If someone asks to be removed from your database, it must be done within one (1) month and be free of charge. In many cases, software that you use for email collection and merchandise sales “should be” updated by the vendor to easily handle data removal requests.
Many vendors have already communicated their updates to software and privacy policies. If you have an account with Google, use an email system or social media, it’s likely you’ve received an email in recent weeks detailing how each is protecting its users’ data and privacy.
Do you buy mailing lists?
If it contains data for anyone living in the EU, you’ll want to know that the person who collected the information was and is GDPR compliant. It’s no longer enough to have an existing business relationship or to be a previous customer. A specific action is now required to authorize your OK. If you purchase a list, ask the list provider to send you an email confirming the data collection is compliant. In that way, if your company is contacted by the UE, you can show proof of due diligence.
Data of any type – whether held in the cloud, on your server, on a computer, in your emails or in paper format need to be protected. This includes using anti-virus software, a fireproof box or a locked room. How secure is the data? Did you just assume it was OK until now?
If you maintain data and don’t have a mechanism in place, now is the time to establish a system by which you maintain it – how to add, edit, delete and permanently delete. Think about all the ways in which you collect data. (See Private Policy bullets below.)
Name someone as the person in charge of data security, privacy and protection.
Communicate to all employees via email and in a training session who is in charge of the data and provide a macro understanding of what is stored and what is involved to remove someone’s data. Explain the safety measures by which it is protected. Add this information to your employee manual.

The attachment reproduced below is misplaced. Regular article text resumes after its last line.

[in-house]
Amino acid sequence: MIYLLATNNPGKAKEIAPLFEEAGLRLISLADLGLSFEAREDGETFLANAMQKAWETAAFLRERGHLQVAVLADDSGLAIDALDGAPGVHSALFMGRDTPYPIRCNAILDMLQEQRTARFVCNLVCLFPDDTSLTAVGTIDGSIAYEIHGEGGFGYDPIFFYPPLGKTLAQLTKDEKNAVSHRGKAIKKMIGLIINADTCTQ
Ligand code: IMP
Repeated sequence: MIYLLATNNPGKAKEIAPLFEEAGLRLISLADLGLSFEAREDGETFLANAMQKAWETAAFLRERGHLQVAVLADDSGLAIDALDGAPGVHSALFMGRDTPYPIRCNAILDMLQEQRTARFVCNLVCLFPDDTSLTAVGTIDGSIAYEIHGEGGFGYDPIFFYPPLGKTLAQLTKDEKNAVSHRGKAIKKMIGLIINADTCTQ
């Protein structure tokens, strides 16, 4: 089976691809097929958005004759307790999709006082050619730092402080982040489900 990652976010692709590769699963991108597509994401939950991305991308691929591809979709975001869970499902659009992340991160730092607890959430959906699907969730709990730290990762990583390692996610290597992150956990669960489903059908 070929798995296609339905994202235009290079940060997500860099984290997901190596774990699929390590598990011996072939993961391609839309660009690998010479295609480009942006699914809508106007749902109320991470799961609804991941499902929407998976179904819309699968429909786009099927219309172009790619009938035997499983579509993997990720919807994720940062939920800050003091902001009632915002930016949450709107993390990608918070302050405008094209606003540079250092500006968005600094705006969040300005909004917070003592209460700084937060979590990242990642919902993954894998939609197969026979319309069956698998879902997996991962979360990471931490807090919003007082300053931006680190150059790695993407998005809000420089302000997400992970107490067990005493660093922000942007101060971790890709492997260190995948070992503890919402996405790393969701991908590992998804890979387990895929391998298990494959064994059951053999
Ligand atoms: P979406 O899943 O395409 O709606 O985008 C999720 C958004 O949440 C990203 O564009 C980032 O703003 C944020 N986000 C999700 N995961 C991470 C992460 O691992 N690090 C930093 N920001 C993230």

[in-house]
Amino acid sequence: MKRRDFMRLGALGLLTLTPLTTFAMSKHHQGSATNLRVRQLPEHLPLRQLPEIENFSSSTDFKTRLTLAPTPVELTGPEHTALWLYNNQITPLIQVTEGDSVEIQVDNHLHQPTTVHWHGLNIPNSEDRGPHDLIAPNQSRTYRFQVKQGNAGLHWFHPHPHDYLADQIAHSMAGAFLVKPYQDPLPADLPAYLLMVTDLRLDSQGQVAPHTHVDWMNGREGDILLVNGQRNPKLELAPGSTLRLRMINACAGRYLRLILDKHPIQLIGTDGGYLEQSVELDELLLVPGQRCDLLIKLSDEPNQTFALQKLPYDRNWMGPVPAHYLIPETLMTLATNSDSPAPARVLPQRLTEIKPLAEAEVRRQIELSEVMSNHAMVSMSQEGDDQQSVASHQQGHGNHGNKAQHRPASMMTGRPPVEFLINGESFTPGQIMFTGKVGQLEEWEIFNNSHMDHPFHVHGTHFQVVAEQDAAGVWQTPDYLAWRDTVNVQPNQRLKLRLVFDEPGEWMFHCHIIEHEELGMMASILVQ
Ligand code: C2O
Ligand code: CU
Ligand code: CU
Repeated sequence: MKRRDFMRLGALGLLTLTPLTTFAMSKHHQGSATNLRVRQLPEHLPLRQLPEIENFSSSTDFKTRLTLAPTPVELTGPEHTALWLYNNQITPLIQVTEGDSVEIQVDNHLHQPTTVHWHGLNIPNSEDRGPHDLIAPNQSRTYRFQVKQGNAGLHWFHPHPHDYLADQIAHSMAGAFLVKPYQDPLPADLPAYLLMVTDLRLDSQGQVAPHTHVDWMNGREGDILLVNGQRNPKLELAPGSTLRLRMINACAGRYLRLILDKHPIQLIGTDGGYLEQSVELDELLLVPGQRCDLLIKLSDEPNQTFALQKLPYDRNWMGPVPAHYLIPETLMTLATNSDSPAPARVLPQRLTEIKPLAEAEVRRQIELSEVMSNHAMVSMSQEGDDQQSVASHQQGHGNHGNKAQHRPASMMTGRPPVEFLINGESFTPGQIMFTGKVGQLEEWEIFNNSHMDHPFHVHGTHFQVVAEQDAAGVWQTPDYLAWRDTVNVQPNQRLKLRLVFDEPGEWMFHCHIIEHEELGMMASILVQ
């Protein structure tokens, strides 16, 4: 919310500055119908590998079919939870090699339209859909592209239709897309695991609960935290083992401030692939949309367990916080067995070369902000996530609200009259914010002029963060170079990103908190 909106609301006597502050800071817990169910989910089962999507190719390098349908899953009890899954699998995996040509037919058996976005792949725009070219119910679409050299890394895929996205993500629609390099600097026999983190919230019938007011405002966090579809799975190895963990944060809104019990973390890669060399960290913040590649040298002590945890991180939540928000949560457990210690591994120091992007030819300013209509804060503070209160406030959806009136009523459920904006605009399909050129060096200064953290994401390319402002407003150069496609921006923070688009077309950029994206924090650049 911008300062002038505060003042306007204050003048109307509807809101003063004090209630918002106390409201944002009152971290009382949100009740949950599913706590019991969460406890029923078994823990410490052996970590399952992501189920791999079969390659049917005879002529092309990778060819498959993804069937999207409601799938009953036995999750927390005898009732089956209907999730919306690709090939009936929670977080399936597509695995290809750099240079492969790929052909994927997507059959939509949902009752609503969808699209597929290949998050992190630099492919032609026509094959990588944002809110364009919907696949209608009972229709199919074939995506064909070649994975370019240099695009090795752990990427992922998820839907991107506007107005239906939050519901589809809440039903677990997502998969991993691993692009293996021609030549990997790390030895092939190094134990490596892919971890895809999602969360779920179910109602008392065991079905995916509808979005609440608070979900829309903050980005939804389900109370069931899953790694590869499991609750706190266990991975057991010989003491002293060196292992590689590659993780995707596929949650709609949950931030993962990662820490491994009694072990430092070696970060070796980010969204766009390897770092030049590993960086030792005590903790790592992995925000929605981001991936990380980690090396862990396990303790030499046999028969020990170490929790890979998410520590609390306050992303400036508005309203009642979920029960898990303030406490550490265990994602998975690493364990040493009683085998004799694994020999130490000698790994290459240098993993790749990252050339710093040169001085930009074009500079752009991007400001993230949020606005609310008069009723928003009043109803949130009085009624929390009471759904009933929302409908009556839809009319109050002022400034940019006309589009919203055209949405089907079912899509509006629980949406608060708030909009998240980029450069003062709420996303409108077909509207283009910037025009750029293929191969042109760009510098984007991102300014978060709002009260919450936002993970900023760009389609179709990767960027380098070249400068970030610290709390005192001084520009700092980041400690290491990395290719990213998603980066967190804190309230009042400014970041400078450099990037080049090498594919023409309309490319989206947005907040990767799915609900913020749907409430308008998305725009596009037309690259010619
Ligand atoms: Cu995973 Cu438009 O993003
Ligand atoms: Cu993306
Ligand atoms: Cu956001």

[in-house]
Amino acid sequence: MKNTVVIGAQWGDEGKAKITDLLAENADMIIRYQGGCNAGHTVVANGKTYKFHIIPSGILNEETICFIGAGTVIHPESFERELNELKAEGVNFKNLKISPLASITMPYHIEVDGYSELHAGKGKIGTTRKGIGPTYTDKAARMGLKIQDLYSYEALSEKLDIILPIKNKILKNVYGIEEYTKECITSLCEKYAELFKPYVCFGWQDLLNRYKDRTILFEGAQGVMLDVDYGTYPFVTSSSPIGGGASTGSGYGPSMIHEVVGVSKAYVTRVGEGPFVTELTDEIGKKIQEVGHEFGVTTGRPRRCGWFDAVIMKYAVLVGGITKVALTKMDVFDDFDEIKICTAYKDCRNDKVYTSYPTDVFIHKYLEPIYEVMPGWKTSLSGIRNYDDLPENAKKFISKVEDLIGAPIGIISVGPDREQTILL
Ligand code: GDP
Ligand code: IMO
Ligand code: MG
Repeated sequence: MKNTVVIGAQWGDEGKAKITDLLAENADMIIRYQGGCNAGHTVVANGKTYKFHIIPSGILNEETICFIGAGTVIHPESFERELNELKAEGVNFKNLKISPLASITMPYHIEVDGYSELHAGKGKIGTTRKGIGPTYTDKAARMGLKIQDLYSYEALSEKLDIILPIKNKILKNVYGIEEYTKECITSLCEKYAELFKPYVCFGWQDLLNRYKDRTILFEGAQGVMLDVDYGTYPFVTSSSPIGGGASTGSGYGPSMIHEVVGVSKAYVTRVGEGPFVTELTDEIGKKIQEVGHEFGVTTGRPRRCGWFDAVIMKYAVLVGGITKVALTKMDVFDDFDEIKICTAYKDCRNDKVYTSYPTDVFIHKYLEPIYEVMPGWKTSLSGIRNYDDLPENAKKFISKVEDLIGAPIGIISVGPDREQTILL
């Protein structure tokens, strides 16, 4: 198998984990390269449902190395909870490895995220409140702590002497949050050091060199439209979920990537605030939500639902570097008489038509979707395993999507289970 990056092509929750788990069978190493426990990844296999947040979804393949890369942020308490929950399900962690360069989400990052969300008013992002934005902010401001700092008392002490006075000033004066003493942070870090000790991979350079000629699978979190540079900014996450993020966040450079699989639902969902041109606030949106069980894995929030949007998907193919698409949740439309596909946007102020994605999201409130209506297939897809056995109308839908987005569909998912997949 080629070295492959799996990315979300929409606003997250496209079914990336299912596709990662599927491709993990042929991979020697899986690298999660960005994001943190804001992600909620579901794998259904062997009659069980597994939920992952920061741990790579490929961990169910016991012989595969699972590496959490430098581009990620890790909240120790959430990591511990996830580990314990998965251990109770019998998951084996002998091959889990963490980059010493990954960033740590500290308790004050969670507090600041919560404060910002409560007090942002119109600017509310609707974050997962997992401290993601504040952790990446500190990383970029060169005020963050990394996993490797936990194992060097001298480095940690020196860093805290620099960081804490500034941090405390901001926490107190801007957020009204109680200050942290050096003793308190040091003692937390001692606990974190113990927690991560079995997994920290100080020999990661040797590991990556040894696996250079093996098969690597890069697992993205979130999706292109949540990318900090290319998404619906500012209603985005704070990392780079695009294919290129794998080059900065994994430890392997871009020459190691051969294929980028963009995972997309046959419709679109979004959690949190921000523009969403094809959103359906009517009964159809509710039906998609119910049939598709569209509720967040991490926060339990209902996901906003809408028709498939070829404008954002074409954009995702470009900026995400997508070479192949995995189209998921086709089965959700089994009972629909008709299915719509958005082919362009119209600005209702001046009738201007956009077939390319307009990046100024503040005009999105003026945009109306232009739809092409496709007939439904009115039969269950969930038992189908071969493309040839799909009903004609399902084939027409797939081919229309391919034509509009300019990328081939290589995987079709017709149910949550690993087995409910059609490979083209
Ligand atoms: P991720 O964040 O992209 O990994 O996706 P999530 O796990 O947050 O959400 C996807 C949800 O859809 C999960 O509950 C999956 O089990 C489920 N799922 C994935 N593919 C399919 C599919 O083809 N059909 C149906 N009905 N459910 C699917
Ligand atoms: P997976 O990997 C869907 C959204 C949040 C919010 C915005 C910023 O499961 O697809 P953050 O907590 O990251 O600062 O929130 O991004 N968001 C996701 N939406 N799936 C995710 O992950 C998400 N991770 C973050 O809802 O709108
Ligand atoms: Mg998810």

Communicate in detail to all members of the leadership team via email and in a training session on a micro level the same information. Explain the safety measures by which it is protected.
Do you have a way to permanently remove data? Does this include backup storage drives or servers, if someone asks for his or her data to be removed? Unless you keep it in a spreadsheet or as part of your accounting software, many of the third-party software providers may be handling it for you.
Don’t hold data unnecessarily. Use it for its intended purpose only.
- What information is being collected?
- Who is collecting it?
- How is it collected?
- Why is it being collected?
- How will it be used?
- Who will it be shared with?
For more details on the European Union’s General Data Protection Regulation (GDPR), click here.
*European Union countries as of May 20, 2018 courtesy of EU Travel and Information Authorisation System (ETIAS)**
- Czech Republic
- United Kingdom***
4 non-EU member states
3 micro-states de factor part of this Schengen* Area:
- San Marino
- Vatican City State
4 countries that will be part of the Schengen Area.
**According to the ETIAS, the border-free Schengen Area guarantees the free movement of EU citizens in the EU territory as well as other non-EU citizens who are legally authorized to stay in this area either for a short or long period. This enables authorized people (EU and non-EU citizens) to cross the internal border without being subject to border controls.
***Scheduled to exit the EU on March 29, 2019